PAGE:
http://faculty.washington.edu/tswanson/302add/ESS Readings/ModifiedClimap.pdf

So as I understood the results Amazon was cooler and wetter during the LGM when I published the paper below in 1992


Palaeogeography, Palaeoclimatology, Palaeoecology
Volume 95, Issues 1-2, August 1992, Pages 41-46

Equilibrium line altitude variations with latitude, today and during the Late Wisconsin

Mauri S. Pelto
 
  • #11
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and it then say...



So, the Amazon is wetter now than it has been over the past 14,000 years.

Understand that this doesn't get us all the way to the last glacial maximum.
Again no, after the Younger dryas, which terminated about 11,550 years ago. And yes the Last Glacial Maximum was ~20,000 years ago during which Boot et al 2006 find an order of magnitude higher biologic productivity.

About the possible ice age 'refugia', this is what Chap 6.4 of the fourth assessment report says about it:

The distribution of vegetation was altered, with tundra expanded over the northern continents and tropical rain forest reduced (Prentice et al., 2000),
http://www.jstor.org/pss/2656208 states in the abstract:

...This paper introduces the second Special Feature on BIOME 6000. Site-based global biome maps are shown with data from North America, Eurasia (except South and Southeast Asia) and Africa at both time periods...

...Tropical moist forests (i.e. tropical rain forest and tropical seasonal forest) in Africa were reduced...

...while the African tropical rain forest was also reduced, consistent with a modelled northward shift of the ITCZ and a more seasonal climate in the equatorial zone...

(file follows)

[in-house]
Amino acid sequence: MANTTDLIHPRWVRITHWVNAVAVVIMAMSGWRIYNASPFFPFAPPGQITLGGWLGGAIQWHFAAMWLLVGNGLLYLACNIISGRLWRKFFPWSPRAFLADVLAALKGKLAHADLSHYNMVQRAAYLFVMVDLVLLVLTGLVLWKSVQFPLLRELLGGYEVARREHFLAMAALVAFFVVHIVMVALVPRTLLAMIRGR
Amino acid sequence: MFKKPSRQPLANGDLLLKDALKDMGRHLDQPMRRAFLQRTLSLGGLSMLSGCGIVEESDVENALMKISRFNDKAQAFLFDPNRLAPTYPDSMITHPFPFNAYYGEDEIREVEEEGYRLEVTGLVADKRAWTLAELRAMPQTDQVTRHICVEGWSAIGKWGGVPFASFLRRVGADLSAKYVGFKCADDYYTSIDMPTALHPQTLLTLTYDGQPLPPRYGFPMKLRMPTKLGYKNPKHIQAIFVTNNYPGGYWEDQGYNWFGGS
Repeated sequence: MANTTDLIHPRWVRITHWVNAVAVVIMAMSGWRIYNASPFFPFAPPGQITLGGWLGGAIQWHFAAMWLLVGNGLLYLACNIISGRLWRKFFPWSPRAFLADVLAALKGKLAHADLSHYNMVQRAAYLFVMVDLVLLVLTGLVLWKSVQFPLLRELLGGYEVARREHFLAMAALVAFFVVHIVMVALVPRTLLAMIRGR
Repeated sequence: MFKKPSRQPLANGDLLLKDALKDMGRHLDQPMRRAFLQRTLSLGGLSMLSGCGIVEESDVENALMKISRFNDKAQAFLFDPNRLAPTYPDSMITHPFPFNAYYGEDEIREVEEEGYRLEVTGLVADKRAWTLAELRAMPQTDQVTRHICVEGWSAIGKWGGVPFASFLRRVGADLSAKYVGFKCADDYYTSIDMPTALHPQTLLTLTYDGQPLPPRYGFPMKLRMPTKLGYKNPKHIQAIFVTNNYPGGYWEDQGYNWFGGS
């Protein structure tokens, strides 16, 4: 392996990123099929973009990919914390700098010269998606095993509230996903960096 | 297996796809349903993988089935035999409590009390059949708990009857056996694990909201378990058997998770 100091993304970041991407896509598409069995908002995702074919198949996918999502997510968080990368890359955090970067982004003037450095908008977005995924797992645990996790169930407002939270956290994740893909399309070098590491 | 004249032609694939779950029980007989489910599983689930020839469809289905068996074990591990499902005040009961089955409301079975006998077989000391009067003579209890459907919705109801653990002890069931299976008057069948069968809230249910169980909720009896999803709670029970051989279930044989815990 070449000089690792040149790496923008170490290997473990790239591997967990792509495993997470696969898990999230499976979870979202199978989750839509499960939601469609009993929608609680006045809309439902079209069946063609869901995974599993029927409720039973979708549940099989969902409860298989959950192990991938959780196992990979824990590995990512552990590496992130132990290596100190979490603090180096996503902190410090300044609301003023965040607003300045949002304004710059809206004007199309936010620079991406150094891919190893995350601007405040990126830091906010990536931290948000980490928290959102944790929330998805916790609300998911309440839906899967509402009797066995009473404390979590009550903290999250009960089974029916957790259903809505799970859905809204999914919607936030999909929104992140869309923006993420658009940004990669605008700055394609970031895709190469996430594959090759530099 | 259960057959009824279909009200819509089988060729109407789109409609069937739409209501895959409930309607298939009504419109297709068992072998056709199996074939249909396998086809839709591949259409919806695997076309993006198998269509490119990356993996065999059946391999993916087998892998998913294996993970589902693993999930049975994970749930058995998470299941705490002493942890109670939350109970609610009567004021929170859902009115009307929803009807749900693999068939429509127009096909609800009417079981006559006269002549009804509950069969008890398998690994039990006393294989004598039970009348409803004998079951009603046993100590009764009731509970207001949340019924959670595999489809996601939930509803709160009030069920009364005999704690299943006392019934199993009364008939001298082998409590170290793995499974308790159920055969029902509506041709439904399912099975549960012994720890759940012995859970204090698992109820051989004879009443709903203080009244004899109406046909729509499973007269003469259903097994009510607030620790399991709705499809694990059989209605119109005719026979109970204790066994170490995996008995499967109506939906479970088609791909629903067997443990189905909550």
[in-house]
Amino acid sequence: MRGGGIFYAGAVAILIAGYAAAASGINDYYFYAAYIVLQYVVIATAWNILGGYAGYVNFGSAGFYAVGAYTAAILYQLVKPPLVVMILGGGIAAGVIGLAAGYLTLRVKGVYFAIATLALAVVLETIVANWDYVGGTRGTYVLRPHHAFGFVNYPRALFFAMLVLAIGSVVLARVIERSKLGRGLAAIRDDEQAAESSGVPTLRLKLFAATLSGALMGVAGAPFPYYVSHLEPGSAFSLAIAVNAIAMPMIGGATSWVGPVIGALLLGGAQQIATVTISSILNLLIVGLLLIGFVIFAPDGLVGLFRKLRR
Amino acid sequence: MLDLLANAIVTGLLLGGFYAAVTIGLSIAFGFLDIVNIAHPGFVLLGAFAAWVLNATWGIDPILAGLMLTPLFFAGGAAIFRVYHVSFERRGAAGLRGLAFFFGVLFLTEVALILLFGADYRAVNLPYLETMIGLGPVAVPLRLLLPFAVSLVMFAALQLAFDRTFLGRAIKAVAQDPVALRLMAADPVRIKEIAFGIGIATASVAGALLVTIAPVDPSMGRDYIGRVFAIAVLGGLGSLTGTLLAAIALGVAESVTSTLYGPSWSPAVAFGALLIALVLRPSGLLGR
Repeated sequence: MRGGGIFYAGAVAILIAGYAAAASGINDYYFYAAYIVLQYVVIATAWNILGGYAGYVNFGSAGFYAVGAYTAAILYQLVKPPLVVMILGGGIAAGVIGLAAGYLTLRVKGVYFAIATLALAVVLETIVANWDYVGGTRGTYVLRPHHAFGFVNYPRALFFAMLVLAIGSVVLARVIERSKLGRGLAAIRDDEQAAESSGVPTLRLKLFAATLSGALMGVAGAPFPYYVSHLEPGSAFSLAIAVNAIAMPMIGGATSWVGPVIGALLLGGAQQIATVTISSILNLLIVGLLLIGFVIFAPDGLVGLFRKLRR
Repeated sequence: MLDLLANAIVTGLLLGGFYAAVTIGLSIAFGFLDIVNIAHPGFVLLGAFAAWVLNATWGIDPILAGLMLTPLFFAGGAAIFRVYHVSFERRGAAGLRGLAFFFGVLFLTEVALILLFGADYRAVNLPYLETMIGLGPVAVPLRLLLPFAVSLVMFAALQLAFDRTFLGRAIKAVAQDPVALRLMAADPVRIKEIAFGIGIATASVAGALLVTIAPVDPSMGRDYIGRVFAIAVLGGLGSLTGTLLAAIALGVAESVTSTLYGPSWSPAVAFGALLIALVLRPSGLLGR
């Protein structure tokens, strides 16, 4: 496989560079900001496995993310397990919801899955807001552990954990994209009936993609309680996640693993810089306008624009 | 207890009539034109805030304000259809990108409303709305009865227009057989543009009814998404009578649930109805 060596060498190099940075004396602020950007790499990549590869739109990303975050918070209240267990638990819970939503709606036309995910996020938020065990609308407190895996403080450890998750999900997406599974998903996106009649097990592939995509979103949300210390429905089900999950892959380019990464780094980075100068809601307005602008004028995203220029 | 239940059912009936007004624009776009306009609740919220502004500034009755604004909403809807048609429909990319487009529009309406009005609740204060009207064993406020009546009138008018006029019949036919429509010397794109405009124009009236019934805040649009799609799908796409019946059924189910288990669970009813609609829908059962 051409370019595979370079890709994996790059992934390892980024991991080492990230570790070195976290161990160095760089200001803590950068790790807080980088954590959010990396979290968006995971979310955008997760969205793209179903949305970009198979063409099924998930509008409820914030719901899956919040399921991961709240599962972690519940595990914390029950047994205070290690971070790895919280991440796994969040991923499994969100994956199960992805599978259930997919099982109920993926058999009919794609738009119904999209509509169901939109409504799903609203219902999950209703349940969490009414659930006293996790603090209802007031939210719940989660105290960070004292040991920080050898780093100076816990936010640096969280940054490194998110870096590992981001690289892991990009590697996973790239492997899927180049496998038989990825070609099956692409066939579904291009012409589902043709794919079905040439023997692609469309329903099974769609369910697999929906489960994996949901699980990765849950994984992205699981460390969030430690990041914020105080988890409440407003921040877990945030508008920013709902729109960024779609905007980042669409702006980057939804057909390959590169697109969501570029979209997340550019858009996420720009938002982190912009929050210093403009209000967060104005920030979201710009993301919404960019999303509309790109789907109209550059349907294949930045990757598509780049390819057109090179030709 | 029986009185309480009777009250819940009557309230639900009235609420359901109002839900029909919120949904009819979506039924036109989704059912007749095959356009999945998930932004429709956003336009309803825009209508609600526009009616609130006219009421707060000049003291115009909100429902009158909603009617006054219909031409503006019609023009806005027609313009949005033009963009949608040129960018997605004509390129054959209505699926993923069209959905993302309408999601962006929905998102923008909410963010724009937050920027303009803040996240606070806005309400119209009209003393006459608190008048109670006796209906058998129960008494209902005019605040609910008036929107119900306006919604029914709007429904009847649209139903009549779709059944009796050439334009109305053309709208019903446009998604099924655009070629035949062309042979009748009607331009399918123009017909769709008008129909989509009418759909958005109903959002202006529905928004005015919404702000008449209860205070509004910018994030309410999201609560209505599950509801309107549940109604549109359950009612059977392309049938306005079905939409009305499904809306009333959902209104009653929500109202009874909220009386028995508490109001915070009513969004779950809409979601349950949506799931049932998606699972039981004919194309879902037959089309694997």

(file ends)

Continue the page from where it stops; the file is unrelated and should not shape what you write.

...Refugia for the temperate deciduous and tropical rain forest biomes may have existed offshore at LGM, but their characteristic taxa also persisted as components of other biomes. Examples include temperate deciduous trees that survived in cool mixed forest in eastern Europe, and tropical evergreen trees that survived in tropical seasonal forest in Africa...
which leads to the conclusion that the IPCC report is indeed assuming reduced tropical rainforests and the survival of species in refugia (-limited to study in Africa exclusively-), which fully supports the gist of the OP. No strawmen here. It may also be clear that at the time of the writing of the 4th assessment report, that most of these studies about the Amazon rainforest were available.

However from the cited papers here about the Amazon, there is ample evidence that the tropical rainforest in this area has not been affected during the last glacial maximum, which is at odds with the IPCC assumptions.

It would be interested to see what evidence Prentice et al 2000 present to substantiate the refugia hypothesis.
 
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  • #12
It would be interested to see what evidence Prentice et al 2000 present to substantiate the refugia hypothesis.
Good work Andre. It would indeed be interesting, especially with regard to the recent twice-size pleistocene monkey skeleton finds in the Toca da Boa Vista caves of Brazil.

btw, the BBC has announced that it is to review it's policy on the reporting of climate science, after Lord Monckton Global Warming big scientific fad (7 Jan - YouTube interview) has complained about the biased coverage BBC to launch review into allegations of bias in its science coverage (6 Jan 2010).
 
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  • #13
So as I understood the results Amazon was cooler and wetter during the LGM when I published the paper below in 1992
Thanks for the data Mauri. I agree that the Amazon was cooler and wetter during the LGM, but what do think of the suggestion that the sun was more active and therefore hotter? (The paradox of the ice age is reconciled by deep ocean tidal mixing causing the SST's to become much cooler, giving a net energy cooling of the planet during glaciation). A hotter glacial Amazonian sun is the only explanation for the amazing finds http://209.209.34.25/webdocs/anatomy/Brazil.htm imo. (Although it is too early for a peer-reviewed paper on the university research)
 
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  • #14